LEGISLATIVE RELATION BETWEEN THE UNION AND THE STATES
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The division of Governmental powers, or the right to exercise them, between the Union (also known as “the Centre”) and State Governments, in Constitutional parlance is spoken of as the ‘Division of Sovereignty.’
The relation between the Union and the State is of three types:
- Legislative Relation (Article 245 -253)
- Administrative Relation (Article 256-263)
- Financial Relation (Article 264 – 291)
Legislative Relations (Article 245 – 253)
“Parliament may make laws for the whole or any part of the territory of India, and the legislature of the State may make laws for the whole or any part of the State.” Article 245 defines the territorial limits of the powers of legislation vested in the Parliament and the legislature of the States.
- Union List [Article 246 (1) and Schedule 7]
Parliament has exclusive power to make laws with respect to any of the 97 matters enumerated in the Union List.
- Naval, Military, Air forces; other armed forces of Union
- War and Peace
- Central Bureau of Intelligence & Investigation
- Concurrent List [Article 246 (2) and Schedule 7]
Parliament and the legislature of any State also have the power to make laws with respect to any of the matters enumerated in the “concurrent list.” This list enumerates 47 matters.
- Stamp Duty
- Drugs and Poison
- State List [Article 246 (3) and Schedule 7]
The legislature of any State has exclusive powers to make laws for such State with respect to any of the 66 matters enumerated in the State List.
- Trade and Commerce
State Legislature, not a delegate of the Union or Parliament
The State Legislature under the Indian Constitution is not a delegate of Union Parliament. Both the legislatures derive powers from the same Constitution, The State Legislature has independent Legislative powers within its appointed sphere. (State vs. Narayandas, AIR 1958 Bom 68)
The Union Legislature cannot delegate or transfer its powers to the State Legislature, and vice versa. [In re Delhi Laws Act, 1912 (1961) S.C.R. 1747]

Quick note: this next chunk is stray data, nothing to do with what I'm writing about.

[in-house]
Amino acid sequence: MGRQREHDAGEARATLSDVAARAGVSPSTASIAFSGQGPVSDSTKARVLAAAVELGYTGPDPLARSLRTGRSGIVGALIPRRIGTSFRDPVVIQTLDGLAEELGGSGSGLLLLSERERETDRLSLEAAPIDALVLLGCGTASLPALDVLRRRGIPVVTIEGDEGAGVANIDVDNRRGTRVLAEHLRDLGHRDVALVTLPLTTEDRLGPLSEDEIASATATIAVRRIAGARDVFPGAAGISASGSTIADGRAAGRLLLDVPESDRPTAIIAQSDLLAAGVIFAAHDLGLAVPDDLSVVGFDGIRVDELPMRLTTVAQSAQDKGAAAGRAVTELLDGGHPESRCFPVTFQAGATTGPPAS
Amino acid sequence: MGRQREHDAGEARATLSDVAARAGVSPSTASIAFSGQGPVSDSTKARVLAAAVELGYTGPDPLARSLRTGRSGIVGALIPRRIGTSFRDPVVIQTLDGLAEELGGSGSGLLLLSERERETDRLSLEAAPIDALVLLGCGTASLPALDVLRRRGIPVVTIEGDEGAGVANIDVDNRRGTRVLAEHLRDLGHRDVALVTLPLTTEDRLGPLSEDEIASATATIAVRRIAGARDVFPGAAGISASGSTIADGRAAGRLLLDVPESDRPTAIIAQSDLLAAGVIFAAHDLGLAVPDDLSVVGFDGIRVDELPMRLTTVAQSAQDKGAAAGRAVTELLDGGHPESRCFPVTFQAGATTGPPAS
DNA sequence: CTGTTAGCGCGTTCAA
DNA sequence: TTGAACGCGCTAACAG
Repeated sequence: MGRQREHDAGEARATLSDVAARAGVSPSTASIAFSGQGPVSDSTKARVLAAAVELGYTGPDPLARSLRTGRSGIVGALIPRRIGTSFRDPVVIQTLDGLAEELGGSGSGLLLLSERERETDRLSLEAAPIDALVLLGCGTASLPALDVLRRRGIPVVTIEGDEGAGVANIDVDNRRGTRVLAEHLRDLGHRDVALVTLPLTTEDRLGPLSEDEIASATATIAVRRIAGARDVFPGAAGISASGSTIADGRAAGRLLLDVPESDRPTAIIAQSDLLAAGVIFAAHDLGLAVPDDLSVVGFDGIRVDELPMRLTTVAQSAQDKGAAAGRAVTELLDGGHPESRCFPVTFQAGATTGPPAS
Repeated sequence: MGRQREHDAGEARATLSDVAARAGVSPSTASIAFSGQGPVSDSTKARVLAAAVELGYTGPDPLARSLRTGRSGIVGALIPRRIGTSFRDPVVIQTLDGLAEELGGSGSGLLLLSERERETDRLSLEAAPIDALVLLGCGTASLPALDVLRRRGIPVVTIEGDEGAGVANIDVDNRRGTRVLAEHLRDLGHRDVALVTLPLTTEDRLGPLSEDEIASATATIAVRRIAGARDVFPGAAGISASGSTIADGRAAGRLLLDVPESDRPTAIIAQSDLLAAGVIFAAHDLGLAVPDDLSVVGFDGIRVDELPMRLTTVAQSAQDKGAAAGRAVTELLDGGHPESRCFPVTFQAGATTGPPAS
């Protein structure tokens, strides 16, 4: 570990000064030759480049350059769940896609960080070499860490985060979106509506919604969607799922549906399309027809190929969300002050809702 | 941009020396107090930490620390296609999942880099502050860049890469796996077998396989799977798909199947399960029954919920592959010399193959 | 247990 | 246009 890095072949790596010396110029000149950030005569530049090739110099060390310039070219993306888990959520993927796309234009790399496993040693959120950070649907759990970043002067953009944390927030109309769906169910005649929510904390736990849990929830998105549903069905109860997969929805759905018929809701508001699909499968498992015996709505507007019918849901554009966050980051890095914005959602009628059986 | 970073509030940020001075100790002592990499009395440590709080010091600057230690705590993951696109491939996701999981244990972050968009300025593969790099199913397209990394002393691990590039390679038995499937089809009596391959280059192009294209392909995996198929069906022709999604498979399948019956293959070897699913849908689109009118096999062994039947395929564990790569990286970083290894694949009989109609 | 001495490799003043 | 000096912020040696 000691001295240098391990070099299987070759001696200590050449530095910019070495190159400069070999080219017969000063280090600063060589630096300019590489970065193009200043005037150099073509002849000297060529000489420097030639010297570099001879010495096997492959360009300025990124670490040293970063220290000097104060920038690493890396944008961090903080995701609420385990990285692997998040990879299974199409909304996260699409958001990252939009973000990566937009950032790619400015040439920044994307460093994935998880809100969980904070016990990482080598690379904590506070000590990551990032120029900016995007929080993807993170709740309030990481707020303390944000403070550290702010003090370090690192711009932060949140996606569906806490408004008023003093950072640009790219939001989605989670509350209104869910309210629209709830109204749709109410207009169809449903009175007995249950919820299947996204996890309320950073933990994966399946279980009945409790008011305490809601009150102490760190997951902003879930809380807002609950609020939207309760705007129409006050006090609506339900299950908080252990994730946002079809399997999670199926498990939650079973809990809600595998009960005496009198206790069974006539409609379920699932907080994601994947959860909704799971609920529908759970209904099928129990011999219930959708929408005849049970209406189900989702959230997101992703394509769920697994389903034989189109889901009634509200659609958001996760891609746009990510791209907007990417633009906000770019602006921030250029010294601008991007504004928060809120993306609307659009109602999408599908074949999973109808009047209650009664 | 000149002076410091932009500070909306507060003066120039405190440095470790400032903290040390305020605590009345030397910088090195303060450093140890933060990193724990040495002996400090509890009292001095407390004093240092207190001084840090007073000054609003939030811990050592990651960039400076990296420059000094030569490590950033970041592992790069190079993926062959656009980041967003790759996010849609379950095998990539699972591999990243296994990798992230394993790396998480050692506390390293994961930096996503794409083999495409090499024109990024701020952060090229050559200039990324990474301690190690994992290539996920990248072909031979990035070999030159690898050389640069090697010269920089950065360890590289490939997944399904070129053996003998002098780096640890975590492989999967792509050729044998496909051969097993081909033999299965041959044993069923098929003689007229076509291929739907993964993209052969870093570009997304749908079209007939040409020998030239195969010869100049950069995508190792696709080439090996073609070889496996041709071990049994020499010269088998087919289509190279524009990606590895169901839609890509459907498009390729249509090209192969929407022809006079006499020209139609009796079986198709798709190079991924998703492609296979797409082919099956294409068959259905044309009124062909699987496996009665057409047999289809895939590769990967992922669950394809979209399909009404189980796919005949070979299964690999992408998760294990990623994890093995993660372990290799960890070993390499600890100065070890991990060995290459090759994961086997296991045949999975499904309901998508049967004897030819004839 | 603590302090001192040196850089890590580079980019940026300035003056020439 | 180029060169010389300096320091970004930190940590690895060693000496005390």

When Parliament can legislate with respect to matters in the State List or Concurrent List (Article 248 – 253)
- Residuary powers of Legislation (Article 248)
It is clear from Article 248 that all residuary powers of legislation remains with the Parliament. Despite the most elaborate and exhaustive enumeration, it is beyond the wit of a man to anticipate all matters of future legislation.
- National Interest (Article 249)
The Parliament can legislate on a matter in State List in a National interest upon a resolution passed by the Council of States booked by two-third (2/3rd ) of the members present and voting.
- During Proclamation of Emergency (Article 250)
While Proclamation of Emergency, the Parliament has the power to make laws for the whole or any part of the territory of India with respect to any matter enumerated in State List.
- By consent of the States (Article 251)
The Parliament can legislate for two or more States by their consent. Resolution to that affect must be passed by all the houses of the Legislature of such States.
- International Agreement (Article 253)
The Parliament has the power to make any law, for implementing a treaty, agreement or convention with other country.
The provision for inconsistency between Union Laws and State Laws are envisaged in Article 251 and Article 254 which declare the principle that when a State Law conflicts with the law made by the Parliament, the latter shall prevail.
by Harshit Sharma